The sound of a couple of hundred voices singing their hearts out to ‘Bohemian Rhapsody’ on Sunday evening was somehow a fitting close to Ireland’s Euro 2016 aspirations as spontaneous sing-songs broke out in bars around the city, easing Ireland supporters through the pain of their dashed hopes following their 2-1 loss to France.
“Carry on, carry on, as if nothing really matters”, sang the painted and be-wigged in Deep South’s beer garden, which was just one of the many packed-out Cork venues to screen the match.
On Washington Street the pubs spilled out onto the street well before the match started, and the atmosphere in Rearden’s bar went from charged and hopeful to a deafening and disbelieving roar when Brady’s surprise second minute penalty put Ireland in the lead. “Am I dreaming?” one fan shouted.
By half time, Gary Dowling and his friends were still hopeful that Ireland could hold their lead.
Gary was back in Cork for the France match having followed the Boys in Green to Paris, Bordeaux and Lille on their extraordinary Euro 2016 journey.
“Of course I didn’t want to have to leave but the money ran out,” he said.
“On my way home, my flight was delayed for three hours and I was sitting there thinking, ‘Jesus, I hope it’s been cancelled’.” Even though the beer was flowing and spirits were high, Gary said nothing could compare to the atmosphere in the Grand Stade Lille Métropole when Robbie Brady scored against Italy. “That was an immense moment,” he said.
“The noise in the stadium was phenomenal; it actually made me dizzy.” Outside in the Rearden’s Fanzone beer garden, the energy of several hundred Ireland supporters was nearly met by the jubilant jumping of a few small knots of France supporters when Griezmann equalised for France 12 minutes into the second half.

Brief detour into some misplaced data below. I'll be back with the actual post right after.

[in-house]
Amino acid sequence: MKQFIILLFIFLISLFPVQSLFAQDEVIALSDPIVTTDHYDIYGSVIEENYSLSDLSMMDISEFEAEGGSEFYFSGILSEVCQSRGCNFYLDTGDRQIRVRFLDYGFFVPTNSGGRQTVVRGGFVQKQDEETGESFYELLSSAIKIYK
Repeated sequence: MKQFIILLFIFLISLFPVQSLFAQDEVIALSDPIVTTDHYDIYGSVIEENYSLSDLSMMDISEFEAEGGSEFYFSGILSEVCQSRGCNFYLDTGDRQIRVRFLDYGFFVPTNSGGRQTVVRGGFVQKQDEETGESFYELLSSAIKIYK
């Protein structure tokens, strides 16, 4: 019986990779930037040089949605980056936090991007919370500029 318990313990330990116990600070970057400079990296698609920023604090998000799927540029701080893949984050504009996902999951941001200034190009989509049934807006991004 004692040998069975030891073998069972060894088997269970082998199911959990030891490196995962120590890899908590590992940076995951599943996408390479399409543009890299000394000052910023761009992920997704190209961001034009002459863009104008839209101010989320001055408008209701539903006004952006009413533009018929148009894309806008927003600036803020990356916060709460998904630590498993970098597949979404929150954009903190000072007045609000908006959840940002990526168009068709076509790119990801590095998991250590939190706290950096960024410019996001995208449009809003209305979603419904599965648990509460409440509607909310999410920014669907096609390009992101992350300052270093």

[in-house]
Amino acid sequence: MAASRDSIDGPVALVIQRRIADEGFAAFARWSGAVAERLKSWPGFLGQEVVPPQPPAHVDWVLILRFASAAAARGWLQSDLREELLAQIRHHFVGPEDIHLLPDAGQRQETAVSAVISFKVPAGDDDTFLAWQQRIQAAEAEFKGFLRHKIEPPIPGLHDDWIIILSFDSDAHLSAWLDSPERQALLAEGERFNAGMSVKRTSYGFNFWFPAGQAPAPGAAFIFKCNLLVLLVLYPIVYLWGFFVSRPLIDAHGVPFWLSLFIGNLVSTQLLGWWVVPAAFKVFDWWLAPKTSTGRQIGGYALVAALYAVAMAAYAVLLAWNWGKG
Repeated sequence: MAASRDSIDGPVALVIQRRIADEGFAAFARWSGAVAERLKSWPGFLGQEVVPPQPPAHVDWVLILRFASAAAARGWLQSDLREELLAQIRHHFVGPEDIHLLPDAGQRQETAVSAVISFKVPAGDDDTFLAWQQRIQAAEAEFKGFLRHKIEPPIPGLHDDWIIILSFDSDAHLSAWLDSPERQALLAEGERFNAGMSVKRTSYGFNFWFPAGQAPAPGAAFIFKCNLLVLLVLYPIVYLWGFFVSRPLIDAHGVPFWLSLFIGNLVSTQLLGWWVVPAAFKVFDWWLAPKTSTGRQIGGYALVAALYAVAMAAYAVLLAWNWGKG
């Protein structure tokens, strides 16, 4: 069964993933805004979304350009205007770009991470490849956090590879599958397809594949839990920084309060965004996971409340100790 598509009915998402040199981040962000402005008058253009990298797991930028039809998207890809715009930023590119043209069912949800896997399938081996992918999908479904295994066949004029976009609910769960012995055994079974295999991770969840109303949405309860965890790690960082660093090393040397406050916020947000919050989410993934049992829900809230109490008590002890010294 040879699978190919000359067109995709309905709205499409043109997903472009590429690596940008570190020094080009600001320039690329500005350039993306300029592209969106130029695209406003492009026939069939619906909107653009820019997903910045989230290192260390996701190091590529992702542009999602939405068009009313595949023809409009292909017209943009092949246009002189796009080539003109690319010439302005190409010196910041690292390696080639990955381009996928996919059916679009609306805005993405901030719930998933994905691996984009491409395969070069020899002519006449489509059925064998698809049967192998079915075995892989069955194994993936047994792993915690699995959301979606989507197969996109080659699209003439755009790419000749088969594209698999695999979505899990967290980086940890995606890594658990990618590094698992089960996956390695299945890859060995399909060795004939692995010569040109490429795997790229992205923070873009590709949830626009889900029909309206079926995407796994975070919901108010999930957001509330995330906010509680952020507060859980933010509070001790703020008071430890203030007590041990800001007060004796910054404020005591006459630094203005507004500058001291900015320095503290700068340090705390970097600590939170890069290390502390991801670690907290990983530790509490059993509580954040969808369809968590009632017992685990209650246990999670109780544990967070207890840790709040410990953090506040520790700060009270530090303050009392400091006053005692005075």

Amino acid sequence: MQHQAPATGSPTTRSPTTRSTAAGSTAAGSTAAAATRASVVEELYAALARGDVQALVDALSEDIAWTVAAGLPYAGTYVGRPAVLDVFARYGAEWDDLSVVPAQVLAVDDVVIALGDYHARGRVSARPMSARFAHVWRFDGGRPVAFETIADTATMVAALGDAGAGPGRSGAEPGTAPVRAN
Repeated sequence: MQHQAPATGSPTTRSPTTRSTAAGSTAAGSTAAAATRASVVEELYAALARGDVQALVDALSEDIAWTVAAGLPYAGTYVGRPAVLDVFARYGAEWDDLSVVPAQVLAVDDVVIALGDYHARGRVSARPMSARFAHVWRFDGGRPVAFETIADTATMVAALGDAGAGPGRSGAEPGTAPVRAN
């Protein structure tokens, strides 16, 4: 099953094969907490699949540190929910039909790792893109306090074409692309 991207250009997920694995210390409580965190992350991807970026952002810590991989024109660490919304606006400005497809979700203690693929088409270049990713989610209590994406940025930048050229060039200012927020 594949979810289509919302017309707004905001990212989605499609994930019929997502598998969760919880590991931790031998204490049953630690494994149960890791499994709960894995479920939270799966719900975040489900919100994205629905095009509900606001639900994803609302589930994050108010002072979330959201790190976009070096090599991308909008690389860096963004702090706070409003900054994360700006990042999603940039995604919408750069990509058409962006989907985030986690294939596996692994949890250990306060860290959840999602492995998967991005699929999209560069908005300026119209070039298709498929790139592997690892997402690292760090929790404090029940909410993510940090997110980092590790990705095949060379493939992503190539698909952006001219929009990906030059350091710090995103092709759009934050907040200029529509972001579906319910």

After Griezmann’s second goal and the Ireland team’s reduction to 10 men following a red card for defender Shane Duffy, hopes began to fade. Outside Preacher’s bar on Washington St, Tom Greary was assessing Ireland’s rapidly receding chances. “If they manage to win now, I swear I’ll go to work in my diddly-idle from tomorrow,” he said, gesturing at his tightly curled tricolour wig.
However, the Ireland supporters kept the dream alive and the mood buoyant in the face of the French turnaround, cheering right up to the end. Sandy Adam, a French football fan living in Cork, said that the Irish fans lived up to their reputation as the heroes of the 2016 Euros, showing good grace and humour despite the reversal of fortunes they experienced in the game.
“They had a good start but I knew it would be difficult for them to hold their lead for the rest of the game,” he said. “The Irish fans are all so friendly and nice, even when they are losing.”
“Look, we lost in style,” one woman said as the whistle blew. Back at Rearden’s, fans broke into song, belting out “Stand up for the Boys in Green,” with a palpable sense of pride for having come so far and for having lost to such admirable opponents.
All over the city, fans proved what the Euros have already taught the rest of Europe: that even when we don’t win at the football, we win at the spontaneous sing-along.
For those who found the atmosphere in bars too rowdy, The Opera House, in conjunction with 96fm, was hosting a family-friendly screening of the match on their cinema screen.
Although the seats of the 1,000 capacity venue weren’t full, organiser Ronan Leonard was happy with the turn-out. The gentler, less beer-fuelled atmosphere, along with a children’s play area complete with retro-football video games, face-painting and colouring-in competitions featuring some of Ireland’s sporting legends made a perfect place for families to watch the match.
© Irish Examiner Ltd. All rights reserved